La Notte

La Notte

Antonioni's portrait of a marriage in denial is a beautifully shot, gently dramatic depiction of two people in limbo. While this sort of story can be very effective, something about Antonioni's style has thus far failed to move me. I see how impressive his visuals are--the scene where Giovanni watches a woman through a window is particularly striking in the way it makes everything seem unreal--but his characters' blunt dialogue and too cool demeanors seem to put me off. It put me in mind of Who's Afraid of Virginia Woolf?, but without the passion. Which, of course, is at the core of the couple's problems, this lack of passion, but it seems to pervade not just the couple but the entire film here. So, yes, it's effective. It instills a mood. But as pretty as it is to look at and insightful as it can be, it's just not something I relate to.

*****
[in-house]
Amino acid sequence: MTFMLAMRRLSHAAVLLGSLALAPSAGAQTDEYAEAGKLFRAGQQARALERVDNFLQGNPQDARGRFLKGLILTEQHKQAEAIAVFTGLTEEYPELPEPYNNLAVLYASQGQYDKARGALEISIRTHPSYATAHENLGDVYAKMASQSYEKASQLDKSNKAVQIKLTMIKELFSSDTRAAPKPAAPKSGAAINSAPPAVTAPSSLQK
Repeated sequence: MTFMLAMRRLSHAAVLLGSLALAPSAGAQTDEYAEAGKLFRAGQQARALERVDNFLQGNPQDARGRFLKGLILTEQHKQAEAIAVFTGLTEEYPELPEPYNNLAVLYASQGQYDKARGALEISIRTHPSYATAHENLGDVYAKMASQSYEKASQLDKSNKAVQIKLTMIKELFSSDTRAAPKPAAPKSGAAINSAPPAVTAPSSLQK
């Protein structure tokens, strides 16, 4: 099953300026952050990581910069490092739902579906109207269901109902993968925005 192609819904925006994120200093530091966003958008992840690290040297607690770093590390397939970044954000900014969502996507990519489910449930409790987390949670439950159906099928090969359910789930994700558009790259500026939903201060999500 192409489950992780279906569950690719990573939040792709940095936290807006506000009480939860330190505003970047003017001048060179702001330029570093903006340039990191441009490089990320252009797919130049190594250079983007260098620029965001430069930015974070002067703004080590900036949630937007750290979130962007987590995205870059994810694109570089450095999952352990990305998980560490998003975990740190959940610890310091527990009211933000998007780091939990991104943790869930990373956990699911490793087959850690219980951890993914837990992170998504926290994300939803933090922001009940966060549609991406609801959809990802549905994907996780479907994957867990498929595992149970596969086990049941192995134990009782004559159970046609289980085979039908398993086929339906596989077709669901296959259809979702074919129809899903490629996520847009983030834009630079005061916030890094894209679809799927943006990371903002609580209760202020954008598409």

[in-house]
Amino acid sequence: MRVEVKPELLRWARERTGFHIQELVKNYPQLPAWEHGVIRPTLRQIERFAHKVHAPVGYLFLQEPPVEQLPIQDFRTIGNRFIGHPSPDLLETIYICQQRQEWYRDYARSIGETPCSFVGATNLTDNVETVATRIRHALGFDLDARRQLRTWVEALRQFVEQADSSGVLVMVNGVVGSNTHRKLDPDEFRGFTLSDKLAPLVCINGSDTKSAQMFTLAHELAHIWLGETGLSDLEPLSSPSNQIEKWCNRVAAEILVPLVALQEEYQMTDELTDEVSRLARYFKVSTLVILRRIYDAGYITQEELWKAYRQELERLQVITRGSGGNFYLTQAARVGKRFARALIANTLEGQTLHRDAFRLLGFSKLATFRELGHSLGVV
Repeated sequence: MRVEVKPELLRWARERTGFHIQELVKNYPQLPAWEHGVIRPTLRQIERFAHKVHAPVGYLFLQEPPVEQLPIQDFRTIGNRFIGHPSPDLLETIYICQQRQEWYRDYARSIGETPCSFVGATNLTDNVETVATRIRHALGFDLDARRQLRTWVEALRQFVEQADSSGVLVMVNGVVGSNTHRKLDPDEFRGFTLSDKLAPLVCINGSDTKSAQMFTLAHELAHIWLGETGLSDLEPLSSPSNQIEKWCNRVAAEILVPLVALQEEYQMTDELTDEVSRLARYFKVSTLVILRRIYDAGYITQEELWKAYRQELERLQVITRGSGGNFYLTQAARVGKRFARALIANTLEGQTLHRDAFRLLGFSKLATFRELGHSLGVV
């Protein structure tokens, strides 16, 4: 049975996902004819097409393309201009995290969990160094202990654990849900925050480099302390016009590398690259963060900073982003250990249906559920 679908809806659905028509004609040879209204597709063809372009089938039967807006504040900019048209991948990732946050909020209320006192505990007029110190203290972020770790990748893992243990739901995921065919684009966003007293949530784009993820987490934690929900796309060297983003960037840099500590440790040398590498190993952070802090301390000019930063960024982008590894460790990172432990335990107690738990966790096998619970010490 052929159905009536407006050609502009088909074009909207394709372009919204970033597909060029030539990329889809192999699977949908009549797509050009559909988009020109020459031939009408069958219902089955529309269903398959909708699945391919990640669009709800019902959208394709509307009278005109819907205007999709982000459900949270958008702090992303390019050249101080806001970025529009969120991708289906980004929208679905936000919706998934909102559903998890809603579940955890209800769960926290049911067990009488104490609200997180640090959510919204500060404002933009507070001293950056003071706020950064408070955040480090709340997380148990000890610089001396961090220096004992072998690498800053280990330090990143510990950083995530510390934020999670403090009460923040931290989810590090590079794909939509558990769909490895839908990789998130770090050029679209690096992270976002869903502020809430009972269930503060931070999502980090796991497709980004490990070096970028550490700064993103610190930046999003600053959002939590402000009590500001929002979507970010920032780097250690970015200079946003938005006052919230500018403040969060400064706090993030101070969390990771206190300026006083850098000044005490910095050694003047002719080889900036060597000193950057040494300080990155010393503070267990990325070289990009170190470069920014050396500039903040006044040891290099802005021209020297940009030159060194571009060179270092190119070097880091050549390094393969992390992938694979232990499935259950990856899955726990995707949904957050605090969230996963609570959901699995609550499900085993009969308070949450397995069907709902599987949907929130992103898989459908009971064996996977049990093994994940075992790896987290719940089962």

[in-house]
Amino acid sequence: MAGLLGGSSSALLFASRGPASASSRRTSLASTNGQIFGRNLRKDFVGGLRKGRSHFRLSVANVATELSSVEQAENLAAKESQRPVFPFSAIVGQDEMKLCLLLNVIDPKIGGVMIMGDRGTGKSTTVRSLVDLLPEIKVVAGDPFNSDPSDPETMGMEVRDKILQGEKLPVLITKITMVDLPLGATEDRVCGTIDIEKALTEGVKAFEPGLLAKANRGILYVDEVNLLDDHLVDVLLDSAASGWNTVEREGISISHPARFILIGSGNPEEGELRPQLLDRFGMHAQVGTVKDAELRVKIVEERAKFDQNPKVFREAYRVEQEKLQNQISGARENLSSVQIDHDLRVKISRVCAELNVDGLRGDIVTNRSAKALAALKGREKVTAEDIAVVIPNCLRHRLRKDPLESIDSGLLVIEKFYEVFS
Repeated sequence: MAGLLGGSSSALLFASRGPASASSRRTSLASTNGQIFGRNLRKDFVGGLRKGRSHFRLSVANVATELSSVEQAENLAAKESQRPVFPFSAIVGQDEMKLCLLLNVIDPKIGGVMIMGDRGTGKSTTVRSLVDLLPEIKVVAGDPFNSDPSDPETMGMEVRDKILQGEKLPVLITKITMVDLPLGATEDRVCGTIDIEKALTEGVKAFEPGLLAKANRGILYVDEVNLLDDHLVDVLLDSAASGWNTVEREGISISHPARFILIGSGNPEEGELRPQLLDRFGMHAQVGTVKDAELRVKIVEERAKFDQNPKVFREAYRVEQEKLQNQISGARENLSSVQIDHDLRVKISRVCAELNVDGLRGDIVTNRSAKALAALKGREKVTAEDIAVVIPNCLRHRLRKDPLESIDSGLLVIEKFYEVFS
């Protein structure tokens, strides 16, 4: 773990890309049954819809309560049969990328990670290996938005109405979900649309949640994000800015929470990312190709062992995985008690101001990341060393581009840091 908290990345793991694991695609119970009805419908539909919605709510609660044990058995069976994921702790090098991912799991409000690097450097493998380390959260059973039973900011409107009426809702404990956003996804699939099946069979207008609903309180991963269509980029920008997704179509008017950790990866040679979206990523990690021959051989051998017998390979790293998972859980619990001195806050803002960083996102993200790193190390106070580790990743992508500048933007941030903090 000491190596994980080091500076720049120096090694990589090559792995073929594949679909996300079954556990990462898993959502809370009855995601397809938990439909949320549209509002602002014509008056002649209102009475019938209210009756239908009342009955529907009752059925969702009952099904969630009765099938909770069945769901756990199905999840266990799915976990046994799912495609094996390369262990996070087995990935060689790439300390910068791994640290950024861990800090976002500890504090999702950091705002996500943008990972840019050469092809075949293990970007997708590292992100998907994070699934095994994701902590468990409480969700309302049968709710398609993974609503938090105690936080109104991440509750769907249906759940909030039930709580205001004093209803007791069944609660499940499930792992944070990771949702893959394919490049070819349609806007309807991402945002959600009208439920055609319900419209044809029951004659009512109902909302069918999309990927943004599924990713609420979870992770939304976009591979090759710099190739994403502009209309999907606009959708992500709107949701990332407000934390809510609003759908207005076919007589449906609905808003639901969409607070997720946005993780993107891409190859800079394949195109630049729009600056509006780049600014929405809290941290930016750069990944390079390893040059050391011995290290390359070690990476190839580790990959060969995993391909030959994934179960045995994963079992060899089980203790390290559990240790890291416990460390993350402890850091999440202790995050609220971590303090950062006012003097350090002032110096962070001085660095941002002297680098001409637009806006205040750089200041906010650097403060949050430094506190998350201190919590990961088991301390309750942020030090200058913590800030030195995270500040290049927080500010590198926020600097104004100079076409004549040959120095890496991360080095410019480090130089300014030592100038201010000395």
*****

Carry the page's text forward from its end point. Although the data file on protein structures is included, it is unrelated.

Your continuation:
That said, there's a lot of interesting moments in this. The dancing sequence with the wine glass easily stands out as both strange and fascinating. When the rain hits the party later, and everyone jumps in the pool, there's a sort of dark glee pervading the moment that it made me want to be there. The scene earlier on in the field with the rockets was awe-inducing, and the game with sliding... something? across the floor that attracts a crowd seems intriguing. As a contrast to the ennui and disconnect the main couple seems to be feeling toward each other, despite their attempts otherwise, these scenes further draw attention to their denial--life is so interesting around them, yet they are clinging to a dead relationship, broken and bored and stagnant.

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